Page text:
Under the common law, an accord and satisfaction requires both that the debtor intend that the proffered amount be given in full satisfaction of the disputed claim and that the claimant accept that amount in accordance with the debtor’s intent. Virginia-Carolina Elec. Works, Inc. v. Cooper, 192 Va. 78, 80-81, 63 S.E.2d 717, 719 (1951). The acceptance need not be express, but may be implied. Id., 63 S.E.2d at 719. In Mercury Insurance Co. v. Griffith, 178 Va. 9, 18, 16 S.E.2d 312, 315 (1941), we explained that the giving and acceptance of a check is prima facie evidence that the check constituted “payment in full” of the disputed account and that acceptance of the check “merely placed the burden of proof upon the [claimant].” “The acceptance of a check on which appears ‘in full of account,’ or words of like import, does not in fact close the account unless it was accepted with intelligent appreciation of its possible consequences, coupled with knowledge of all relevant facts.” Id. at 20, 16 S.E.2d at 316.

Code ??8.3A-311 codifies these principles in subsections (a) and (b). Thus, once the requirements of those subsections are met, an accord and satisfaction is presumed. The party challenging the accord and satisfaction may rebut this presumption. Unlike the common law, however, the statute requires the claimant to overcome the presumption by satisfying an objective rather than a subjective test, that is, would a reasonable person have considered that the “instrument was tendered as full satisfaction of the claim?” See Webb Bus. Promotions, Inc. v. American Electronics & Entertainment Corp., 617 N.W.2d 67, 76 (Minn. 2000) (applying the UCC and holding that the presumption is rebutted if the claimant shows that a reasonable person would not have understood that the payment meant to discharge the obligation).

We now turn to the application of these principles to the facts of this case. First, Gelles urges that this Court adopt “clear guidelines” for language that is sufficient to give rise to the presumption under the statute. The statute itself, however, by describing the required statement as one “to the effect” that the tender will satisfy the debt, necessarily contemplates that no specific language is required and that each case must be considered on its own merits. Additionally, if a claimant has any misgivings about the nature of the tender, Code ??8.3A-311(c)(2) allows the claimant to repay the creditor within 90 days and nullify the accord and satisfaction. This statutory scheme protects a claimant and is inconsistent with a requirement that only certain language will invoke the presumption.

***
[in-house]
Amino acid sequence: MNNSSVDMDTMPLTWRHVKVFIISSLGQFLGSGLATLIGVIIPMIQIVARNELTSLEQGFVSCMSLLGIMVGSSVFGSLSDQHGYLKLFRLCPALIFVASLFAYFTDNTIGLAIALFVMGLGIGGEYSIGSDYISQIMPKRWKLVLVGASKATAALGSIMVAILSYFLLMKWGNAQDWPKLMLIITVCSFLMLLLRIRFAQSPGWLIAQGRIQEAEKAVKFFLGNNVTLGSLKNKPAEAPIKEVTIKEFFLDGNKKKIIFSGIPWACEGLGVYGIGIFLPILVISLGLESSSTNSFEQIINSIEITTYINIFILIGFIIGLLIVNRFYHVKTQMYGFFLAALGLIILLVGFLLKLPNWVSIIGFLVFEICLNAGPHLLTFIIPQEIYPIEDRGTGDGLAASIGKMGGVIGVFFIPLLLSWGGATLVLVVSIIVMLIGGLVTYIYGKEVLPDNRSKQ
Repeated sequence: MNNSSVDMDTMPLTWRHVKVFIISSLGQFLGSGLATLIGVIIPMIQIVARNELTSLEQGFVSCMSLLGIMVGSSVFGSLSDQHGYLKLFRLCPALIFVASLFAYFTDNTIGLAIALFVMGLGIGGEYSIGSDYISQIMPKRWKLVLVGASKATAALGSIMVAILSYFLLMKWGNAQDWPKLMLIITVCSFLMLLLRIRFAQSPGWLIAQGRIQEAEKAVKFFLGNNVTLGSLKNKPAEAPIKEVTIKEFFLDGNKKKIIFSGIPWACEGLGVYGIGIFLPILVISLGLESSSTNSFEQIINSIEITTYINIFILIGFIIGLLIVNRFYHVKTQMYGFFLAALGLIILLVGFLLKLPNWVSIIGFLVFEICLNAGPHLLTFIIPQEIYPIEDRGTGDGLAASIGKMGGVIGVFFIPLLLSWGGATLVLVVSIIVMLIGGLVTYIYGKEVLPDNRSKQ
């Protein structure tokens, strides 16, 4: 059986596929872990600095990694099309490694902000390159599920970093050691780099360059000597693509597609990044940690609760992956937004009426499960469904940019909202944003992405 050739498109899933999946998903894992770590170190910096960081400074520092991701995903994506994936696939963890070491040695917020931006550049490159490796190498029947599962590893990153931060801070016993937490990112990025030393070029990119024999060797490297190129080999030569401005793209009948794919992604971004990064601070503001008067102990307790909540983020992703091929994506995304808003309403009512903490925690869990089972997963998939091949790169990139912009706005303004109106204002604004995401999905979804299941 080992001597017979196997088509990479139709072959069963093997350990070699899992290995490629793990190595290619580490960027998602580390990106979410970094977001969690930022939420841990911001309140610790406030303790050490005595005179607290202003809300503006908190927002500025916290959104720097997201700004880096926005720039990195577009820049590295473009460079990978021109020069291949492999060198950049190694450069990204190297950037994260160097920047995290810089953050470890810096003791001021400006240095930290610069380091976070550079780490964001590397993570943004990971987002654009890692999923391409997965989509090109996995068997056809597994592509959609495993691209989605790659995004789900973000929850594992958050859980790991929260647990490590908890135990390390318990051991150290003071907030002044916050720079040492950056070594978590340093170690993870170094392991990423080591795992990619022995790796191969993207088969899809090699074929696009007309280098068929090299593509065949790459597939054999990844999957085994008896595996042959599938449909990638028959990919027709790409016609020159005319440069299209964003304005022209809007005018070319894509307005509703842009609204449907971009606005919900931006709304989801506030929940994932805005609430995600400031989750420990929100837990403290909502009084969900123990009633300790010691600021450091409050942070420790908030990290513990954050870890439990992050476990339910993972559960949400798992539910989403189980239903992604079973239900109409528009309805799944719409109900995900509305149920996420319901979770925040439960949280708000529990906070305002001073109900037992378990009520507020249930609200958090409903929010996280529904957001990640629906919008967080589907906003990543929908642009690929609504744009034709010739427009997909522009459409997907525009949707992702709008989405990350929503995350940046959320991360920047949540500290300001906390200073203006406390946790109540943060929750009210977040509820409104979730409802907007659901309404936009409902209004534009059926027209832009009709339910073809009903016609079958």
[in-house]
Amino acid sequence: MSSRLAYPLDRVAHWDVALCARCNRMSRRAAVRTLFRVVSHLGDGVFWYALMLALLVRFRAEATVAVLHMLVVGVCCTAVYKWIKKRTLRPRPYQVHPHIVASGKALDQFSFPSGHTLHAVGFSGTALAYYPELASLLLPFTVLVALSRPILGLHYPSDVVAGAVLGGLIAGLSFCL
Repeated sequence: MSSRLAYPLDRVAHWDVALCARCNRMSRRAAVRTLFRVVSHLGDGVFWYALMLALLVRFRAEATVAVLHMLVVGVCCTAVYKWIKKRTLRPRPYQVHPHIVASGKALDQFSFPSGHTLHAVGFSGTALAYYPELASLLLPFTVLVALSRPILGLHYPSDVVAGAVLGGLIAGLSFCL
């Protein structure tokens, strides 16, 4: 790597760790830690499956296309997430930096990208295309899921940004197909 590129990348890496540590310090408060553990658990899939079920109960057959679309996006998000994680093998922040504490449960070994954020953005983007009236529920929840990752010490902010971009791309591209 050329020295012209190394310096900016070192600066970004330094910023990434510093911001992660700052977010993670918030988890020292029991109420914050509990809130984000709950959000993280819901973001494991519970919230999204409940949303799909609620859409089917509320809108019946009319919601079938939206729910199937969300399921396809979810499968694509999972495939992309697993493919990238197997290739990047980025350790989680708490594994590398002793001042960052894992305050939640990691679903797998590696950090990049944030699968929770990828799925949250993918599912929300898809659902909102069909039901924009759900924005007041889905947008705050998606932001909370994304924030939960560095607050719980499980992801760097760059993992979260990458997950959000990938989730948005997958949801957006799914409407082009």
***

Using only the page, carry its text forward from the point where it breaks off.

The trial court concluded in this case that the evidence presented a prima facie case of an accord and satisfaction under the statute. In rejecting Gelles’ arguments that the language at issue was ambiguous and would not lead a reasonable person to conclude that the tender of the check by JSI in its December 13 letter was intended as full satisfaction of Gelles’ claim, the trial court properly looked at the circumstances of the transaction and the conduct of the parties. See John Grier Constr. Co. v. Jones Welding & Repair, Inc., 238 Va. 270, 272-73, 383 S.E.2d 719, 721 (1989). The fact finder, in this case the trial court, found that a reasonable person could not have considered the language of the December 8 and 13 letters “was anything other than” an expression of JSI’s intent that the check and letter proffered on December 13 was, “in effect, a drop-dead letter that says, ‘This is it. This is what we’re going to pay you.’?” Further, the trial court specifically stated that Gelles’ evidence that its president did not think the language meant full satisfaction of the claim was not credible. We cannot say that, on this record, these factual findings were clearly erroneous.

The record supports the trial court’s finding that the entire course of conduct and communications between these parties made clear that JSI offered the $13,580 as the final payment that it intended to make and that JSI considered that amount to represent the proper accounting under the contract. JSI’s December 8 and December 13 letters to Gelles, taken together, made express JSI’s position that it would pay no more under the contract than the $13,580 check that it included with the December 13 letter. Nothing in the language of the December 8 and 13 letters qualified JSI’s decision to “stand[] by its final amounts.”

Accordingly, for the reasons stated above, we will affirm the judgment of the trial court.